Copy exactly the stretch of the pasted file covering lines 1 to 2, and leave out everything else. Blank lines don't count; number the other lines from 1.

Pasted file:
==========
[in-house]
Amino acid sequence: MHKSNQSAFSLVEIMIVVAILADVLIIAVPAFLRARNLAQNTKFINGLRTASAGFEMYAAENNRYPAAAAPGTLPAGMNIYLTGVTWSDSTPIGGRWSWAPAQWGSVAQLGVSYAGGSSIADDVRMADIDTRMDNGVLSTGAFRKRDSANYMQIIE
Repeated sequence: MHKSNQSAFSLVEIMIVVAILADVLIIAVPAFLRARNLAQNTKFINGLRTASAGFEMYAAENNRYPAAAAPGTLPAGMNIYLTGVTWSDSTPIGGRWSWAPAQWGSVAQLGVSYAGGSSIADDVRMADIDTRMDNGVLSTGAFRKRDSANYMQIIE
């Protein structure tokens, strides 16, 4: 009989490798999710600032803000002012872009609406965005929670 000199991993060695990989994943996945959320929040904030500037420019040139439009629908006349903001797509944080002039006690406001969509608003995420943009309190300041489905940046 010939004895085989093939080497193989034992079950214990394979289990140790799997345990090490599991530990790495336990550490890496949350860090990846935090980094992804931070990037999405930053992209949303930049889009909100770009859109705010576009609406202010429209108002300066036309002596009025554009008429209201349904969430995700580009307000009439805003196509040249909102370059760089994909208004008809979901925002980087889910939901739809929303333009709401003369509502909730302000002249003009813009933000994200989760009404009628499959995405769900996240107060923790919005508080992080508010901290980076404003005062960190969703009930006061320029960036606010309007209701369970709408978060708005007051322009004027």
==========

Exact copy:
[in-house]
Amino acid sequence: MHKSNQSAFSLVEIMIVVAILADVLIIAVPAFLRARNLAQNTKFINGLRTASAGFEMYAAENNRYPAAAAPGTLPAGMNIYLTGVTWSDSTPIGGRWSWAPAQWGSVAQLGVSYAGGSSIADDVRMADIDTRMDNGVLSTGAFRKRDSANYMQIIE